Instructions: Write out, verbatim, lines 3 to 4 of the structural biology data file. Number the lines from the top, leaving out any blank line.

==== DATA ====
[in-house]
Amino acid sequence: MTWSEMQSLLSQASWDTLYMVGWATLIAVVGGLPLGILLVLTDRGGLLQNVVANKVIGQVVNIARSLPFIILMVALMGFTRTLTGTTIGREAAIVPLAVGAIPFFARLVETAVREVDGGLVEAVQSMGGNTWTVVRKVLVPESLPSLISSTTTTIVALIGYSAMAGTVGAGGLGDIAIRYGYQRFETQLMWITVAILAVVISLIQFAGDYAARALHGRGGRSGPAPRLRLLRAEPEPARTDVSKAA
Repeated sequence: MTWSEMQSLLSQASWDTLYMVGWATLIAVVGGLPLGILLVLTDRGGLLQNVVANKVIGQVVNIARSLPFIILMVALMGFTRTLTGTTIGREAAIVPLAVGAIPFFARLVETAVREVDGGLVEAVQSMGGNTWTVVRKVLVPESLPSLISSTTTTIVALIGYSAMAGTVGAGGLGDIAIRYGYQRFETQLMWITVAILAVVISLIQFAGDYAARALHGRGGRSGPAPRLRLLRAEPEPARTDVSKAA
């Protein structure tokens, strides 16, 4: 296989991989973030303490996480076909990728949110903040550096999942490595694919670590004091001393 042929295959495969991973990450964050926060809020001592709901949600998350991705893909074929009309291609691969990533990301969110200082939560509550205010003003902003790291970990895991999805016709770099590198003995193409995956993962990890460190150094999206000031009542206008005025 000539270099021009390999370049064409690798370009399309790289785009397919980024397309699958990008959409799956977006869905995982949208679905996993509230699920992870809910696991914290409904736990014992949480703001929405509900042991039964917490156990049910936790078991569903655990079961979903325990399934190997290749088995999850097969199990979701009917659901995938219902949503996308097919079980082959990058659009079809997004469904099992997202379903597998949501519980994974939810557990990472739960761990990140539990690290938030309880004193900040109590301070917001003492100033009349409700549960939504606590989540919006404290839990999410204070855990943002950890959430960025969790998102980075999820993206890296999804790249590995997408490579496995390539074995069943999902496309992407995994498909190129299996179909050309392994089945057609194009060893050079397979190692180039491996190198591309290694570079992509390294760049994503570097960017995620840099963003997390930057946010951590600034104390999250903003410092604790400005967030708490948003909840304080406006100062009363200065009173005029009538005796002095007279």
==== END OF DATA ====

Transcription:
Repeated sequence: MTWSEMQSLLSQASWDTLYMVGWATLIAVVGGLPLGILLVLTDRGGLLQNVVANKVIGQVVNIARSLPFIILMVALMGFTRTLTGTTIGREAAIVPLAVGAIPFFARLVETAVREVDGGLVEAVQSMGGNTWTVVRKVLVPESLPSLISSTTTTIVALIGYSAMAGTVGAGGLGDIAIRYGYQRFETQLMWITVAILAVVISLIQFAGDYAARALHGRGGRSGPAPRLRLLRAEPEPARTDVSKAA
């Protein structure tokens, strides 16, 4: 296989991989973030303490996480076909990728949110903040550096999942490595694919670590004091001393 042929295959495969991973990450964050926060809020001592709901949600998350991705893909074929009309291609691969990533990301969110200082939560509550205010003003902003790291970990895991999805016709770099590198003995193409995956993962990890460190150094999206000031009542206008005025 000539270099021009390999370049064409690798370009399309790289785009397919980024397309699958990008959409799956977006869905995982949208679905996993509230699920992870809910696991914290409904736990014992949480703001929405509900042991039964917490156990049910936790078991569903655990079961979903325990399934190997290749088995999850097969199990979701009917659901995938219902949503996308097919079980082959990058659009079809997004469904099992997202379903597998949501519980994974939810557990990472739960761990990140539990690290938030309880004193900040109590301070917001003492100033009349409700549960939504606590989540919006404290839990999410204070855990943002950890959430960025969790998102980075999820993206890296999804790249590995997408490579496995390539074995069943999902496309992407995994498909190129299996179909050309392994089945057609194009060893050079397979190692180039491996190198591309290694570079992509390294760049994503570097960017995620840099963003997390930057946010951590600034104390999250903003410092604790400005967030708490948003909840304080406006100062009363200065009173005029009538005796002095007279």